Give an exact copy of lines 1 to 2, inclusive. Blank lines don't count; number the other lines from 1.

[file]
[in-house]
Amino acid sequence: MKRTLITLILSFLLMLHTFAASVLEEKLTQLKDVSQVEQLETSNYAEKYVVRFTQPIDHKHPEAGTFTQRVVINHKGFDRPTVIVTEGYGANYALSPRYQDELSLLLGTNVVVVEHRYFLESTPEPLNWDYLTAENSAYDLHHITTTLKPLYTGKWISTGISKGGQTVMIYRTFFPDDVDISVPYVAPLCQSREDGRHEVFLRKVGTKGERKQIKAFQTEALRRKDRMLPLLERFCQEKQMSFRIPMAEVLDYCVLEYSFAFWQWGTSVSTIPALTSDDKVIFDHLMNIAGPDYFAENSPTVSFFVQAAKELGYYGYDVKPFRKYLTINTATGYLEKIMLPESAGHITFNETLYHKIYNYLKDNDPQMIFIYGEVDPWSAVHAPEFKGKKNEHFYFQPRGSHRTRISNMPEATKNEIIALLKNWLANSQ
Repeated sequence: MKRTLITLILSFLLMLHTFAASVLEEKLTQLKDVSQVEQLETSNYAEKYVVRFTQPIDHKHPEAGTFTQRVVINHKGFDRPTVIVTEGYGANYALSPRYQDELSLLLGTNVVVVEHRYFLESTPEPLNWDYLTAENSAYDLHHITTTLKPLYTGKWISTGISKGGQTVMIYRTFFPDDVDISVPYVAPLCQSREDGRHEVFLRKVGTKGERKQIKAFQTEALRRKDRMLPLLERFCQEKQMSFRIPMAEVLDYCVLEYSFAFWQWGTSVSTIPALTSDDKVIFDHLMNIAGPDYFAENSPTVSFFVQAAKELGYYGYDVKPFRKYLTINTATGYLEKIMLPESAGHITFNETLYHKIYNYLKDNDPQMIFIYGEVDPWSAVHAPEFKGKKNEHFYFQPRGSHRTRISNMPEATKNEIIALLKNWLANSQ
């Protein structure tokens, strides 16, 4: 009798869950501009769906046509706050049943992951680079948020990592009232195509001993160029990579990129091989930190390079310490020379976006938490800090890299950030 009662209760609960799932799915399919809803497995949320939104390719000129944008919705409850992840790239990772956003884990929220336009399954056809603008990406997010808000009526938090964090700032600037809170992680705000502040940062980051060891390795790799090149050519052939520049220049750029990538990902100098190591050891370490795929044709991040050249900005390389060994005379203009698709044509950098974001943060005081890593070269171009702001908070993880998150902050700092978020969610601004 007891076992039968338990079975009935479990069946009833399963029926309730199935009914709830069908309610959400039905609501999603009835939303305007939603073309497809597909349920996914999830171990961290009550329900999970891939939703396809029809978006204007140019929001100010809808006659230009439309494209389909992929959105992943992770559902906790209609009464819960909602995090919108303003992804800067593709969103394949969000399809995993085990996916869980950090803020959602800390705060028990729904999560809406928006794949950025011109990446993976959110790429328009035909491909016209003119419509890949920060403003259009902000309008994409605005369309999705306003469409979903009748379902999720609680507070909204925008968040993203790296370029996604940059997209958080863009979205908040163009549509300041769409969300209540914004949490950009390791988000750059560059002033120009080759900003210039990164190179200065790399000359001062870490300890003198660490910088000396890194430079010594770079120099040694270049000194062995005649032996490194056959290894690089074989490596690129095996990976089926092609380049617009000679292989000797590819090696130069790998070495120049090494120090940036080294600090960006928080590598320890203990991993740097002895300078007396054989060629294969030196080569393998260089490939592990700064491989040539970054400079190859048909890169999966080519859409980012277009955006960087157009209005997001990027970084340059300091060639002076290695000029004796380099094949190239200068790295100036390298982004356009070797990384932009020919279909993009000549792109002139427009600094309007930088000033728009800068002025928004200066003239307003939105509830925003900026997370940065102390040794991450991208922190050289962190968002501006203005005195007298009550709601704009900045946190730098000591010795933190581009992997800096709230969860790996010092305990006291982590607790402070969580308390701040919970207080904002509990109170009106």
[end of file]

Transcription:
[in-house]
Amino acid sequence: MKRTLITLILSFLLMLHTFAASVLEEKLTQLKDVSQVEQLETSNYAEKYVVRFTQPIDHKHPEAGTFTQRVVINHKGFDRPTVIVTEGYGANYALSPRYQDELSLLLGTNVVVVEHRYFLESTPEPLNWDYLTAENSAYDLHHITTTLKPLYTGKWISTGISKGGQTVMIYRTFFPDDVDISVPYVAPLCQSREDGRHEVFLRKVGTKGERKQIKAFQTEALRRKDRMLPLLERFCQEKQMSFRIPMAEVLDYCVLEYSFAFWQWGTSVSTIPALTSDDKVIFDHLMNIAGPDYFAENSPTVSFFVQAAKELGYYGYDVKPFRKYLTINTATGYLEKIMLPESAGHITFNETLYHKIYNYLKDNDPQMIFIYGEVDPWSAVHAPEFKGKKNEHFYFQPRGSHRTRISNMPEATKNEIIALLKNWLANSQ